Student, 70, graduates despite sight loss trauma

A 70-year-old grandfather who left school with four O-levels has graduated from university despite losing much of his eyesight during his degree.

Paul Deal was half way through his master’s (MA) in history when his vision began to blur while he was walking the dog.

Thinking nothing of it, he considered ringing an optician for advice.

Paul Deal has graduated from university at the age of 70 (University of Bristol/PA)

Mr Deal spent 40 years as a journalist, but none of his deadlines had felt as urgent as this.

“It was a traumatic time. After another operation the next day I was told I might not get my sight back. I thought ‘what the hell am I going to do about my MA now?’,” he said.

Mr Deal was left with around 20% vision in his right eye and not much more in his left.

He deferred his history MA by a year as he made frequent visits to Bristol Eye Hospital and investigated assistive technology to aid reading, after struggling with a magnifying lens.

The father-of-three returned to his studies, only to suffer a spate of nose bleeds so severe that he ended up in A&E three times.

Paul Deal in 1971 while working as a reporter for the Evening Echo in Basildon (Paul Deal/PA)

Still unable to drive, Mr Deal would take two trains and a bus to get to the university in Bristol from his home near Bradford upon Avon, Wiltshire.

Despite this, he struggled on and finished his mammoth 15,000 word dissertation.

“I’d always loved the idea of going back to education,” said Mr Deal.

“Growing up in east London and Essex I never thought I’d go to university. Never. None of my family had gone and I was just completely focused on becoming a journalist.”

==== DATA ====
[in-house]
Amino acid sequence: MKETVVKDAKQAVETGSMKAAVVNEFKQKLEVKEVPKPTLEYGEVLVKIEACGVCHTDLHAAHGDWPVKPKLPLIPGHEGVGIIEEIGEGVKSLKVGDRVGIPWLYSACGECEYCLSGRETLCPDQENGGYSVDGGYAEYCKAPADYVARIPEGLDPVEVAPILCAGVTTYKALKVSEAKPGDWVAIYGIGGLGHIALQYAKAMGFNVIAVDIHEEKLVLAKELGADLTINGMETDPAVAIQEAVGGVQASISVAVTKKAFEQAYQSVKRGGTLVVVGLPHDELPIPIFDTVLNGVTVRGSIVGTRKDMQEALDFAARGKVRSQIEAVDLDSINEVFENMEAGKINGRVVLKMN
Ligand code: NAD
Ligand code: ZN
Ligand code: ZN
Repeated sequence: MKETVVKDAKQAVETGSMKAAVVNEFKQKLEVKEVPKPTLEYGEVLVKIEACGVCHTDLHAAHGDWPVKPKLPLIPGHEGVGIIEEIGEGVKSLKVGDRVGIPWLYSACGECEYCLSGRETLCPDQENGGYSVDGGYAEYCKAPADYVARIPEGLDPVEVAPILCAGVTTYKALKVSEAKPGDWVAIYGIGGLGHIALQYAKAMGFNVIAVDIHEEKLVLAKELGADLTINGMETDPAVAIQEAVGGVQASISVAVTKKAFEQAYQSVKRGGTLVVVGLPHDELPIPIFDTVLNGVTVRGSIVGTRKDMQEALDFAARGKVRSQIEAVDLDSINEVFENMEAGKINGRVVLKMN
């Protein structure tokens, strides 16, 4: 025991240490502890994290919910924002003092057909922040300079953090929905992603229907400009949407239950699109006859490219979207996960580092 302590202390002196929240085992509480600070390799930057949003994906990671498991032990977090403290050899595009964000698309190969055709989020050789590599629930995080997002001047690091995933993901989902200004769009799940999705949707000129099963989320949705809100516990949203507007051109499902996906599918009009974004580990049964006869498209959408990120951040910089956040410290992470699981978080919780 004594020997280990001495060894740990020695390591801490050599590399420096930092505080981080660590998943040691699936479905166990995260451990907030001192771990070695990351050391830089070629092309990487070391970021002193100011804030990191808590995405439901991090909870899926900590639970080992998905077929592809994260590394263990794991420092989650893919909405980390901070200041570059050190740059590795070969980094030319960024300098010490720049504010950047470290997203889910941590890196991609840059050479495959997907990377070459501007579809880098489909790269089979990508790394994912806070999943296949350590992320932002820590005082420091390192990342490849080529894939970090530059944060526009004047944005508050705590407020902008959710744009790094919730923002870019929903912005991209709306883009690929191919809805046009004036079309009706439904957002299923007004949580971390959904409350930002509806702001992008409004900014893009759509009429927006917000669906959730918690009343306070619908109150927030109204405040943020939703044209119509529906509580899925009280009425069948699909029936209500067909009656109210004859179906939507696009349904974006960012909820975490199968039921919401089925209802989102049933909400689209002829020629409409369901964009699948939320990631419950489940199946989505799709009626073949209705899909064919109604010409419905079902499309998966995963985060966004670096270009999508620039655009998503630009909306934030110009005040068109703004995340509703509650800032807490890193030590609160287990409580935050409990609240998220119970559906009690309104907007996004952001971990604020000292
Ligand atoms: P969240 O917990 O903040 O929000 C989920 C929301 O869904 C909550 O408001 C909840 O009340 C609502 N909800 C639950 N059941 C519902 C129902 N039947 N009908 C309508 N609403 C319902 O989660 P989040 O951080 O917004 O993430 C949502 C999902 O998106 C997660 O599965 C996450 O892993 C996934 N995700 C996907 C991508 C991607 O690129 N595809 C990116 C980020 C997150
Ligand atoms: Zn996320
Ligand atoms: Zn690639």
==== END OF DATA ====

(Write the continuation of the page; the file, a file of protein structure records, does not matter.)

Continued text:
Today he graduated in front of his wife, Diana and youngest daughter, Rebecca.

The Wills Memorial Building at the University of Bristol (Ben Birchall/PA)
After retirement Mr Deal enrolled on a University of Bristol history short course, which aimed to help mature students progress to a full degree (Ben Birchall/PA)

“I wondered how I’d cope at university and it was hard at times. However, I learnt that, even at prestigious institutions like Bristol, you are made welcome by students and teachers, no matter if you are older.

“I also feel very positively towards the university for supporting me through the difficult times.

“I would love to think that someone who’s stopped working might see my story and consider becoming a student.

“I miss studying here and I made some good friends along the way.”

While studying for A-Levels – including one in history – Mr Deal got a summer job as an editorial messenger boy on the Basildon-based Evening Echo.

Spotting a big story that the newsroom had overlooked got him noticed by the editor, who offered him a position as their first trainee reporter.

During a successful career he reported briefly from Northern Ireland and edited newspapers including the Bath Evening Chronicle and the Northamptonshire Evening Telegraph.

He spent 15 years at the BBC, producing national news bulletins, and later worked as a communications officer for Wiltshire Police.

After retirement he enrolled on a University of Bristol history short course, which aimed to help mature students progress to a full degree.

Mr Deal has a particular interest in the English Civil Wars, Irish history and Bristol’s role in the slave trade.

– Advertisement –
– Advertisement –